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« Reply #1 on: February 09, 2011, 10:20:50 am »

Something called the C-Gear does allow online functions in the newest one on DS, according to this.

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The C-Gear (Cギア, Shī Gia?)  is a new mechanic that replaces the Pokétch on the Nintendo DS's second screen. It allows the player to control the various wireless capabilities of Black and White. These include connecting to other players through infrared communication (battling, trading, friend codes, and the "Feeling Check" function), wireless communications with friends in the Xtranciever (Live Caster (ライブキャスター, Raibu Kyasutā?) in Japan) video chat[19] or access to the High Link to transfer content from the Pokémon Dream World, connecting to the Nintendo Wi-Fi Connection  to sync with the Pokémon Global Link servers, and the new Pass By mode which allows the game to communicate with other games through IR when not being played.

http://en.wikipedia.org/wiki/Pok%C3%A9mon_Black_and_White

I can see how they'd be concerned about piracy, since the game saves can't be transferred through legitimate means.  This also reminds me of selling money and characters in MMOs, which the developers generally frown upon, unless it's intended.  They'd also say you don't own the in-game stuff and thus have no right to sell it, even if you do pay $14.99 every month.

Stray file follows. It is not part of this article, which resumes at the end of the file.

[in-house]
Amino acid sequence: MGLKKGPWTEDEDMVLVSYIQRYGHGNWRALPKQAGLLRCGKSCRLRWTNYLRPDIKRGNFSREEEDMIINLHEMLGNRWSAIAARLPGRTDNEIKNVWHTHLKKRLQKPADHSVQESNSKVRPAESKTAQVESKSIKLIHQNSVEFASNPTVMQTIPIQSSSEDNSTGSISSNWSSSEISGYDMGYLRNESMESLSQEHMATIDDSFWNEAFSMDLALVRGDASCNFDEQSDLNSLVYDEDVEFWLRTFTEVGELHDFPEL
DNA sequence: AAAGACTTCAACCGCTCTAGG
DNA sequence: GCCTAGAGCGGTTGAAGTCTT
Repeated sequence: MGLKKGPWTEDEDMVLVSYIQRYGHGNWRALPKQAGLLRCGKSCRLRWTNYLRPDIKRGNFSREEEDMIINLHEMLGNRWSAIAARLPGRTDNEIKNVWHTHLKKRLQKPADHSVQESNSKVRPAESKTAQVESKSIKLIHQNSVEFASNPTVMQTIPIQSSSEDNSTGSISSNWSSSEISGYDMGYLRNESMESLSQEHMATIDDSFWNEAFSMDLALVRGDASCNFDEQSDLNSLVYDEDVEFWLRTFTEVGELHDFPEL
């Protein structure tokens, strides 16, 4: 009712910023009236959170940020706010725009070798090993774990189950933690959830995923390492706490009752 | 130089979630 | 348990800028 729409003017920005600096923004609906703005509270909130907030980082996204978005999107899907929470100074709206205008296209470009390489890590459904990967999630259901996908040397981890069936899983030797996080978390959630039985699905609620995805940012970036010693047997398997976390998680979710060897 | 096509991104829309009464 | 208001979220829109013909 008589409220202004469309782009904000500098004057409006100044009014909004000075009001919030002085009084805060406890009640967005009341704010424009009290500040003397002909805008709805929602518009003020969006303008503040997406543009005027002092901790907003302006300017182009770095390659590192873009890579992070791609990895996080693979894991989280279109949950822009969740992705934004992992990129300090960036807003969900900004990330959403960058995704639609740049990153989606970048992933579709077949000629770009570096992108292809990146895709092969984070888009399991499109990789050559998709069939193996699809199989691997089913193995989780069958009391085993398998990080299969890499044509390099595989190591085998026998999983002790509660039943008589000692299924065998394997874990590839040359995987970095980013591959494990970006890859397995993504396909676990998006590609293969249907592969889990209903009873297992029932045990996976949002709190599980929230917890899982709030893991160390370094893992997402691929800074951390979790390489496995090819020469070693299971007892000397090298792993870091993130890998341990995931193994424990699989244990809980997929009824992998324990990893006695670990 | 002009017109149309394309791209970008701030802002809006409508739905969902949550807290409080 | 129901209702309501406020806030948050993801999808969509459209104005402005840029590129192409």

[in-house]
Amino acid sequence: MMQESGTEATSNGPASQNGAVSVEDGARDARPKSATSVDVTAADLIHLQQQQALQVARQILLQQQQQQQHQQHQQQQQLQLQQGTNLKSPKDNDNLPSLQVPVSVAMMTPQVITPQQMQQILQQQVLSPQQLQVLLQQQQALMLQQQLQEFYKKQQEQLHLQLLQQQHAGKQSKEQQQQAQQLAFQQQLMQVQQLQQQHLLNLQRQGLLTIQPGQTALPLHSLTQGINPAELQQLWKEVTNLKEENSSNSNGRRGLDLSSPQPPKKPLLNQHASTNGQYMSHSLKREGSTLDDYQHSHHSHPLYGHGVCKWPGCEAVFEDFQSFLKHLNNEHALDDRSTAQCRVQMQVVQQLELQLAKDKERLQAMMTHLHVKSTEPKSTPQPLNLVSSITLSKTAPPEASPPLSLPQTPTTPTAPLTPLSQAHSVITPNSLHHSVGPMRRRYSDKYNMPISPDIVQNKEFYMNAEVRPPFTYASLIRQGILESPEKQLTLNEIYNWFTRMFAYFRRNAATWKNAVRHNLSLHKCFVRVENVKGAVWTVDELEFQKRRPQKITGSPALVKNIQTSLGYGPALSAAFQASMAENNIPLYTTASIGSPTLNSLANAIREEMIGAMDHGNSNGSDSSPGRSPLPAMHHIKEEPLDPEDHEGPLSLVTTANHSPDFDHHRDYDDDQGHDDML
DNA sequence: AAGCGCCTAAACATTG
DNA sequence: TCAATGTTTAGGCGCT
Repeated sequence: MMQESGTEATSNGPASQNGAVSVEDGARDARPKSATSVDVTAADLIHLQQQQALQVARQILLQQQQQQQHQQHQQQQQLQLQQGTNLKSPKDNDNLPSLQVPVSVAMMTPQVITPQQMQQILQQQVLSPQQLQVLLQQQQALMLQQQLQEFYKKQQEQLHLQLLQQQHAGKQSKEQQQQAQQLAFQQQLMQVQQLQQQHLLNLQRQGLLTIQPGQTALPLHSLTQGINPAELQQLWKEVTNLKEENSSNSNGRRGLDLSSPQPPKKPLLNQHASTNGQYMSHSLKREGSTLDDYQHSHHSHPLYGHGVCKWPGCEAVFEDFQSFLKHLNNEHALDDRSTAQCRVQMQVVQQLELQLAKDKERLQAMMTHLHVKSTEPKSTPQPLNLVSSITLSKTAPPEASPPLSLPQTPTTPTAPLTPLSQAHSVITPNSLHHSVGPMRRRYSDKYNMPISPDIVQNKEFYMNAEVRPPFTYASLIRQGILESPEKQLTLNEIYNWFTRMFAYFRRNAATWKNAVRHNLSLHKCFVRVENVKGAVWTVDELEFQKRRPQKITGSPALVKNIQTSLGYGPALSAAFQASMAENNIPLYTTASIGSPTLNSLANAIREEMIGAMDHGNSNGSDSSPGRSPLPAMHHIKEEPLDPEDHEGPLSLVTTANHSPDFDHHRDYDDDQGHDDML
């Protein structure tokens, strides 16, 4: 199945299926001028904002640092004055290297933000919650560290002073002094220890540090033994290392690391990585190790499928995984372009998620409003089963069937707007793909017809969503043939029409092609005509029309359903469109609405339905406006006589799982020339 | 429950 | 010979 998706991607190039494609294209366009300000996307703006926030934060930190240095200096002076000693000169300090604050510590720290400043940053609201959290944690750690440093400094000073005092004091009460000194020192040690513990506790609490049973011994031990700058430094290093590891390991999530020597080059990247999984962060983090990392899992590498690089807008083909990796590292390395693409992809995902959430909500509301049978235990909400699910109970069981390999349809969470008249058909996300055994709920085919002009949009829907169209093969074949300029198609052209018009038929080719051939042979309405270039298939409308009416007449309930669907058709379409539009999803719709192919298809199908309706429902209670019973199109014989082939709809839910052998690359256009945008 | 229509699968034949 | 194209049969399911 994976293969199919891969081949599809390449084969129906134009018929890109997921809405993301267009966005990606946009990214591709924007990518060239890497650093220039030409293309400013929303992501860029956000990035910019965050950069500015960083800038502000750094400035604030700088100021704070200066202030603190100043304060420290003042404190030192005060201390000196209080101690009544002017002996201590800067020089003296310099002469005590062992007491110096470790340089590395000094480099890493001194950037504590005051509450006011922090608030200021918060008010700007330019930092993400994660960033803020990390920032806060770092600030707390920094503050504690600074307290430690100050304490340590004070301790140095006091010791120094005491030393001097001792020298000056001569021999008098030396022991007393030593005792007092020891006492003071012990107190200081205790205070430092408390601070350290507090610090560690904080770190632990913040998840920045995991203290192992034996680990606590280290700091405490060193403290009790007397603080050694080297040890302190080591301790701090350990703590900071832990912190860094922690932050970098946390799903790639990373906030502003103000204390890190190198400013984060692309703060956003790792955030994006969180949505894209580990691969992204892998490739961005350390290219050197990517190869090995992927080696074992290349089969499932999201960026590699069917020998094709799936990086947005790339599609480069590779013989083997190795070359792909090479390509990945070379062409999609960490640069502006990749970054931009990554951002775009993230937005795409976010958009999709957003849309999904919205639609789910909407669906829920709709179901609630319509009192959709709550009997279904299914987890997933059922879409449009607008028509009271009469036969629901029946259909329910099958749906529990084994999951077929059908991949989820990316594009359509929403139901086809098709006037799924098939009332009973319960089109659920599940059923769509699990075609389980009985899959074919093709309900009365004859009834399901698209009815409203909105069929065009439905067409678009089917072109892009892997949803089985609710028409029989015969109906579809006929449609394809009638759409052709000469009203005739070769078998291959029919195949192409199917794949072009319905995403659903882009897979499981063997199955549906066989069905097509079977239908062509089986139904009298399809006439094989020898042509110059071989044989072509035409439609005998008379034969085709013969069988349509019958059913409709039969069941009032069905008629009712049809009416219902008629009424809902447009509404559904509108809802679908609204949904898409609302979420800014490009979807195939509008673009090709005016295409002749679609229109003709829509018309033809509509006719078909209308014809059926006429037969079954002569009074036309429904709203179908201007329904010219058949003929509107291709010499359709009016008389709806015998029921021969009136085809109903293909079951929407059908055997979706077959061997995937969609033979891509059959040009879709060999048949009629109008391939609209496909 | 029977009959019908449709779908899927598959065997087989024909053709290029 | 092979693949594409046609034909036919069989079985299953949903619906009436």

The online play in the newer games could be the reason Nintendo is making a big deal out of it.  Players trading and battling with Pokemon they didn't work to get.
« Last Edit: February 09, 2011, 10:24:24 am by Webmaster_Kami » Logged
Maki-chan
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« Reply #2 on: February 11, 2011, 07:54:02 am »

The mmo example is a good comparison because if you go an read down all of the stuff in their EULA and TOU, essentially all that you get for your money is access - legal right to only use/operate the software. You get ownership of absolutely nothing ... which is pretty sobering considering the amount of money people pour into games every year and it's not just games. The entire software industry across the board is of this mentality - that their tools are not for sale, however you can give them money to use these tools that they are providing "for lease" or whatever you want to call it.